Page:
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Outrage of the Month: Most State Medical Boards Fail to Use Available Tools for Detecting Dangerous Doctors

Health Letter, April 2018

By Michael Carome, M.D.


If you’re not outraged,
you’re not paying attention!

Read what Public Citizen has to say about the biggest blunders and outrageous offenses in the world of public health, published monthly in Health Letter.

Image: designer491/Shutterstock.com

In 1990, the U.S. Department of Health and Human Services began operating the National Practitioner Data Bank (NPDB), which was authorized by the Healthcare Quality Improvement Act of 1986. The NPDB plays a central role in ensuring patient safety by providing a comprehensive clearinghouse of information concerning the disciplinary history and malpractice payments of physicians (as well as dentists and other health care professionals) to state licensing boards, hospitals and others.

A major goal of the NPDB was to improve health care quality by preventing physicians who have been disciplined by state medical boards or hospitals for serious mistakes or misdeeds that threatened the health and welfare of patients from quietly moving to another state or hospital without the prior misconduct or incompetence being disclosed or detected.

However, a disturbing March 7 exposé published jointly by the Milwaukee Journal Sentinel and MedPage Today revealed that state medical boards, which are responsible for licensing and disciplining physicians, rarely query the NPDB as part of their background checks of physicians applying for medical licenses or seeking renewal of their licenses. As a result, numerous physicians who had their medical licenses restricted or revoked in one state for serious transgressions — such as misprescribing opioids, bungling surgeries, misdiagnosing patients or sexually abusing patients — have been able to obtain a license and resume medical practice in another state.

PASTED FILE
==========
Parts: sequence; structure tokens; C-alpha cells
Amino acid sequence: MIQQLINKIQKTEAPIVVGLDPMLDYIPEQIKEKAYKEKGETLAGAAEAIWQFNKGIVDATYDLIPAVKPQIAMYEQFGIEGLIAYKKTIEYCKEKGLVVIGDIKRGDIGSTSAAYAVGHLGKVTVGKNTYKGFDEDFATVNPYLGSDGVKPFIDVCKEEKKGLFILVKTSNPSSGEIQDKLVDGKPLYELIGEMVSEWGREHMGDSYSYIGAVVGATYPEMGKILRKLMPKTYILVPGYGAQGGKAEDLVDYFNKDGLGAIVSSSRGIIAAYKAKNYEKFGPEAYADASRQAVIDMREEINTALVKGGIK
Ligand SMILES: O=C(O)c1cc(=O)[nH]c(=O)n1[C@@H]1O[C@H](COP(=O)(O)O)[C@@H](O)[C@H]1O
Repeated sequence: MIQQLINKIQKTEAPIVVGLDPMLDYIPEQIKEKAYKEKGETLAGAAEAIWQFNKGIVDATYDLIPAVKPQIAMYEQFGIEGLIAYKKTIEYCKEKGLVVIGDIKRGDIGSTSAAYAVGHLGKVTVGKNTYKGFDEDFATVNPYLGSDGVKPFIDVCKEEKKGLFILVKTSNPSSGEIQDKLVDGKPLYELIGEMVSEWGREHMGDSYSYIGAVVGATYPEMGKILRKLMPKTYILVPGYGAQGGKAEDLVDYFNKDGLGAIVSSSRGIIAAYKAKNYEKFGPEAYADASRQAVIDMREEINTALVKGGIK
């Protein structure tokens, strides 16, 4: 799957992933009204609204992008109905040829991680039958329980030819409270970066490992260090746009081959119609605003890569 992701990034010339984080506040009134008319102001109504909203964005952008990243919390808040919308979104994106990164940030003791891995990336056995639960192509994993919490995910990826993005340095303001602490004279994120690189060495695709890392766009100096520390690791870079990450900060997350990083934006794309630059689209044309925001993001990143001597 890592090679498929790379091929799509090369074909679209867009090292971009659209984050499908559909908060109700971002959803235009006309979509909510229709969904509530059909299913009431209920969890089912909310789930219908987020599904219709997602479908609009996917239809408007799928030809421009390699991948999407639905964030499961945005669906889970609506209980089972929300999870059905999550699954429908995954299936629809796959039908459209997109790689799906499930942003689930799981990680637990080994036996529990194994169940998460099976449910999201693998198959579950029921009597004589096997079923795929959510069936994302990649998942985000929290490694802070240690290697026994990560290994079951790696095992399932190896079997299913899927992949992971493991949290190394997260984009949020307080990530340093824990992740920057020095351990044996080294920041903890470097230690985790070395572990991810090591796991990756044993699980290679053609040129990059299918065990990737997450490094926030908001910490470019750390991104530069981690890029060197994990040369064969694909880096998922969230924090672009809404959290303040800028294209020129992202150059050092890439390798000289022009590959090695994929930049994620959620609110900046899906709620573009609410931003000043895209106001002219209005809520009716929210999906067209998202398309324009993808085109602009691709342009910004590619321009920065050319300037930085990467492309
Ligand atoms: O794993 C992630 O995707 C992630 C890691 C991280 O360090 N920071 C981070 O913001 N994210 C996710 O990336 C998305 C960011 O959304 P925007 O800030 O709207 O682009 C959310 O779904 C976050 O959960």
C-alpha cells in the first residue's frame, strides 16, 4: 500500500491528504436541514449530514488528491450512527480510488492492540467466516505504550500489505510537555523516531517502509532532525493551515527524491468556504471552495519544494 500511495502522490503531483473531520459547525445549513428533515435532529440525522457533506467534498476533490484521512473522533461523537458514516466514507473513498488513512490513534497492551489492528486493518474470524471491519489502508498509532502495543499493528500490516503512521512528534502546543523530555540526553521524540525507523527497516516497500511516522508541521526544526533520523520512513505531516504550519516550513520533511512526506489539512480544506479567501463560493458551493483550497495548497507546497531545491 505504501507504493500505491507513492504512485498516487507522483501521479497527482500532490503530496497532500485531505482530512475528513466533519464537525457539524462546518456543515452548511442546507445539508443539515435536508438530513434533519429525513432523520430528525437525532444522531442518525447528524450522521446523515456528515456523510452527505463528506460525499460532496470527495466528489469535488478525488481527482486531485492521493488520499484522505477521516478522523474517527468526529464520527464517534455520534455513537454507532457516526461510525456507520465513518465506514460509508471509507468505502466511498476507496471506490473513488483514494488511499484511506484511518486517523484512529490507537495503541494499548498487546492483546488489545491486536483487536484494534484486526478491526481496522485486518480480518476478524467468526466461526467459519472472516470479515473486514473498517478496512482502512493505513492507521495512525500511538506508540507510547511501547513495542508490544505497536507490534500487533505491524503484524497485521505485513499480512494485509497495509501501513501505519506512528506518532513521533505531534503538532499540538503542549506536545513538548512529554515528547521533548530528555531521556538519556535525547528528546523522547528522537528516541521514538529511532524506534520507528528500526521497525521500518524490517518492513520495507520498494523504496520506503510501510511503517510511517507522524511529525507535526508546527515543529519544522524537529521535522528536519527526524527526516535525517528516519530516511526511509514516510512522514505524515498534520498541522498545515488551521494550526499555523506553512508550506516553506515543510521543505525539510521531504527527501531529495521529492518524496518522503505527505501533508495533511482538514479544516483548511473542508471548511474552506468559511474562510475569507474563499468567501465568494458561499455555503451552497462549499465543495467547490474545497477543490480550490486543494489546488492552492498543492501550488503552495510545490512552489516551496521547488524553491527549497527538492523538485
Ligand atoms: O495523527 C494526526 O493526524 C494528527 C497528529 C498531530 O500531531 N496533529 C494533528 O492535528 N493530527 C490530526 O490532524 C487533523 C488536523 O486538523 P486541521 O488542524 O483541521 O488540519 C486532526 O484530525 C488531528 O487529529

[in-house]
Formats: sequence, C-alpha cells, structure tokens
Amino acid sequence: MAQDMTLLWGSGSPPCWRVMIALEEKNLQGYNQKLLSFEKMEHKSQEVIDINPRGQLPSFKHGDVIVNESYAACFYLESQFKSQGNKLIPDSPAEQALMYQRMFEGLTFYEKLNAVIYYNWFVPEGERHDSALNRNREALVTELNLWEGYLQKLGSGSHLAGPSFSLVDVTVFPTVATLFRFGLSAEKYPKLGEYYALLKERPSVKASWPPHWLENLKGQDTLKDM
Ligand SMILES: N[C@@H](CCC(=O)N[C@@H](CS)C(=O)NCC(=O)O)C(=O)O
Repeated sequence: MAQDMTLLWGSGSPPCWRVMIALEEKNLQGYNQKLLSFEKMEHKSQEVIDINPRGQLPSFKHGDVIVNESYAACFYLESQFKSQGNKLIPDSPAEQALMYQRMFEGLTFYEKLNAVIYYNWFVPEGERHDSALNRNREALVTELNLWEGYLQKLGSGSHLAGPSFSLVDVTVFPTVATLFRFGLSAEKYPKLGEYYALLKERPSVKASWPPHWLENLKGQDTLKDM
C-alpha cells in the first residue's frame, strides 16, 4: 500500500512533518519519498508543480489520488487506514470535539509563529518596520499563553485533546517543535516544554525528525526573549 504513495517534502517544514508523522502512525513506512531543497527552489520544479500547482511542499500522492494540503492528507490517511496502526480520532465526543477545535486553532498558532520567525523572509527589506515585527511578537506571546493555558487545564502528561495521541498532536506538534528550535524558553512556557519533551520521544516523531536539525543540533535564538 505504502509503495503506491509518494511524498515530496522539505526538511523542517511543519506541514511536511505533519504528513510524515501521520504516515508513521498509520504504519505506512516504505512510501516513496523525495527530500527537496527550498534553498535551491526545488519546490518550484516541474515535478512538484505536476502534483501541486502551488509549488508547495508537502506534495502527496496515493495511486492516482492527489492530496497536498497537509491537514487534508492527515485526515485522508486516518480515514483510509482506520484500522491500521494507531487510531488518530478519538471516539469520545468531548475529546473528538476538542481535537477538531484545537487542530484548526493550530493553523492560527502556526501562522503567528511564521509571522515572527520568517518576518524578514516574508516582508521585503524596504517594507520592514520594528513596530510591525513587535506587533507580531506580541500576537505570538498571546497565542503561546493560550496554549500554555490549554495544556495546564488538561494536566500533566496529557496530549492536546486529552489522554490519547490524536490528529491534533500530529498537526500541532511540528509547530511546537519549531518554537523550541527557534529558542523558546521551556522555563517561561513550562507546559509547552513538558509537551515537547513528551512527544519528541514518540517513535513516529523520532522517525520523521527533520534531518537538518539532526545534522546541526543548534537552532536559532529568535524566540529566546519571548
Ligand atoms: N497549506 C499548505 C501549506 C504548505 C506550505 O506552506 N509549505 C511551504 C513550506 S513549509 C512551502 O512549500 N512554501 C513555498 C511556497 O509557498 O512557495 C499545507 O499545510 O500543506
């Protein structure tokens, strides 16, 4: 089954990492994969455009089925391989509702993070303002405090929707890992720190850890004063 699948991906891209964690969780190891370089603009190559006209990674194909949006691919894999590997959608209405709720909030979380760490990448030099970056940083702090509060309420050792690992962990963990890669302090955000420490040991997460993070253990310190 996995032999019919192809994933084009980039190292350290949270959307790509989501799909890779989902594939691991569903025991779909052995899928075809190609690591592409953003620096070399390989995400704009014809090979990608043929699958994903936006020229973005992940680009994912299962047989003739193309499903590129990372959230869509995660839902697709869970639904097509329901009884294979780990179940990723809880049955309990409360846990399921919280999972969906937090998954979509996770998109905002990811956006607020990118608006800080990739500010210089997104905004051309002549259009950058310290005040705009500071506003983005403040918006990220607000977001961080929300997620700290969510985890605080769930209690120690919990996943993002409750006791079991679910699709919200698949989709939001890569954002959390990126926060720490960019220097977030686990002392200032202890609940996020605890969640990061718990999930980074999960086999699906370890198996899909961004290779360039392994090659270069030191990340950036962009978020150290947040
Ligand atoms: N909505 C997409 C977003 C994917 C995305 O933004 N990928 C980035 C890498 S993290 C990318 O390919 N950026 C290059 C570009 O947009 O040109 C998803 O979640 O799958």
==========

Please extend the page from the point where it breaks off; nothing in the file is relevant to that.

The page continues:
Surprisingly, although hospitals are required by federal law to query the NPDB before granting or renewing a physician’s clinical privileges, state medical boards are not required to do so before initially granting or renewing a physician’s medical license.

Among the findings reported by the Milwaukee Journal Sentinel and MedPage Today were the following:

  • In 2016, the NPDB logged 7.5 million searches by hospitals, health insurers and state medical boards.
  • In 2017, state medical boards — which collectively license approximately 950,000 doctors across the U.S. — accounted for just 137,000 searches. Two states — Wyoming and Florida — conducted more than two-thirds of these searches.
  • Last year, 30 of the nation’s 63 state medical boards (some states have two medical boards, one for physicians with M.D. degrees and another for those with D.O. degrees) checked the NPDB fewer than 100 times.
  • Thirteen boards did not check the data bank even once.

State medical boards can enroll in an NPDB service called “continuous query.” This valuable tool allows boards to conduct continuous real-time monitoring of licensed physicians. Under the service, the NPDB will notify the medical board within 24 hours when it receives a new report of disciplinary action by a state medical board (note that physicians often are licensed in more than one state at the same time) or hospital or a report of a malpractice payment. This service costs just $2 per physician annually.

The Milwaukee Journal Sentinel and MedPage Today reported that only 12 state medical boards use the continuous query service, and most of these only use it for a few licensed physicians.

By not using all of the available tools to conduct rigorous background checks and monitoring of physicians, state medical boards are failing to fulfill their obligations to protect patients from incompetent or dangerous doctors. The remedy for this problem is simple: All state medical boards should immediately enroll in the NPDB’s continuous query service for all their licensed physicians. The benefits to patients from doing so will far outweigh the trivial financial costs to the boards.